discussion about the Grand Slam or even Muirfield. He is world
class at responding to questions politely and emptily. But watch
him at work at the Western, particularly if there's a big wind
blowing, giving the players a preview of Muirfield's winds. He'll
be the only guy truly loving it. He'll be playing the Western but
looking ahead, honing his game for the British.
At Muirfield, Nicklaus opened with rounds of 70, 72 and 71. He'd
won the Masters and the U.S. Open with MacGregor clubs, but at
Muirfield he was using Slazengers, the clubs he was contracted to
use outside of the United States. He played the course
conservatively, often hitting an iron off the tee, just as he had
done when he won his first British Open, also at Muirfield, in
1966. With his neck hurting--a bad night's sleep did him in--he
couldn't make the swings he wanted. After three rounds he trailed
the leader, Lee Trevino, by six. When he woke up on the morning
of the last round, the pain in his neck was suddenly gone. (He's
been traveling with his own pillow ever since.) Over breakfast he
told his wife, Barbara, that he would win the British Open. Such
In the last round Nicklaus finally let it rip with the most
lethal club in his bag, the driver, and made a barrage of
birdies. Woods, a superb student of golf history, no doubt knows
what Nicklaus did at Muirfield. With the fairways firm and fast,
Woods can hit his two-iron off the tee as long as and straighter
than other players hit their three-woods. Come Sunday, in the
unlikely event that he needs to make up ground, he can remove the
tiger headcover from his big stick and go really, really low.
In '72 Nicklaus closed with a 66 that left him a shot behind the
Merry Mex. Nicklaus shook Trevino's hand as he came off the final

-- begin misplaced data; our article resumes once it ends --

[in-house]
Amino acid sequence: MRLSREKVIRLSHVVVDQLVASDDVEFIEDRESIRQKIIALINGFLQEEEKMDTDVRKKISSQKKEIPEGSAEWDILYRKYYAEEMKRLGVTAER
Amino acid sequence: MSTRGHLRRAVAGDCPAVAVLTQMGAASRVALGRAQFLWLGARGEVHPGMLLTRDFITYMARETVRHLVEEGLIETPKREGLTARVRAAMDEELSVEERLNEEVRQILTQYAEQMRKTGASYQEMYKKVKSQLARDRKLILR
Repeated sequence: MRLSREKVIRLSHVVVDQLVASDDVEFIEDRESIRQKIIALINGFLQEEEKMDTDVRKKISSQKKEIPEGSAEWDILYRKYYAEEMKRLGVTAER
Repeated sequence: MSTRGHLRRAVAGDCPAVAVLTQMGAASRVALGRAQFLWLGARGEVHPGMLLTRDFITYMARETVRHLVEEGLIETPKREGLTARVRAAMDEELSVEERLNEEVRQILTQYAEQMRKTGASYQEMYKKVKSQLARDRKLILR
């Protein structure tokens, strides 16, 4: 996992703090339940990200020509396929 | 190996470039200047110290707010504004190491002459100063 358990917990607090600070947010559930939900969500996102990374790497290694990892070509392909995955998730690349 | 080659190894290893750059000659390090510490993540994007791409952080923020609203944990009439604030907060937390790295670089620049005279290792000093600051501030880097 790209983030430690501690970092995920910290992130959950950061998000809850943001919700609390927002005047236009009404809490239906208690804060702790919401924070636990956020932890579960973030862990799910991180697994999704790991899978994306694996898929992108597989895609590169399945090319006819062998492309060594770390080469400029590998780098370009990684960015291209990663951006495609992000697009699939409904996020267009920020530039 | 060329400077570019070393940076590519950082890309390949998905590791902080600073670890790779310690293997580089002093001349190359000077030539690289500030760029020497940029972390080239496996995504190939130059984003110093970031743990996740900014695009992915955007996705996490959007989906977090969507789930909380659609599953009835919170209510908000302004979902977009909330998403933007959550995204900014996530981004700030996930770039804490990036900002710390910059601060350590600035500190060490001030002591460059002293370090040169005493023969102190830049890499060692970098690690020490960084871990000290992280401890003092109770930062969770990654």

green, told him he was a great and deserving winner and said,
"But why don't you go back to Mexico?" Nicklaus loved competing
against Trevino, a friend, but his loss to him at Muirfield, he
says, ranks among the most disappointing moments of his career.
The two golfers never talked in detail about the '72 British Open
until a couple of weeks ago. Trevino told Nicklaus the gory
details of how he had hacked up the 71st hole, chipping in for
par nonchalantly when he figured he was out of it.
Before the tournament Palmer thought Nicklaus had a good chance
at Muirfield because "everything was going for him," but in those
days Arnie was still betting on himself. At the U.S. Open this
year, in a bet with his girlfriend for stakes he would not
reveal, Palmer took Woods against the field. He'll do the same at
"Tiger's focus is different from the other guys'," Palmer says.
To a generation now gray-haired or bald or getting there, Arnie
is still the King, but Woods has already passed him in majors
won. "The other guys are trying to win a tournament," Palmer
says. "Tiger has major goals in mind, big-time stuff, history."
With four par-4s measuring less than 400 yards and three
eminently reachable par-5s, Muirfield could play right into Tiger
Woods's hands. But he'll have to stay out of bunkers like the one
guarding the 18th green (above).
HOLE PAR YDS.
1 4 448
2 4 351
3 4 378
4 3 213
5 5 560
6 4 468
7 3 185
8 4 443
9 5 508
OUT 36 3,554
10 4 475
11 4 389
12 4 381
13 3 191
14 4 448
15 4 415
16 3 186
17 5 546
18 4 449
IN 35 3,480
TOTAL 71 7,034
possible," says Faldo. "He's ticked off he didn't get proper
credit for winning the Grand Slam."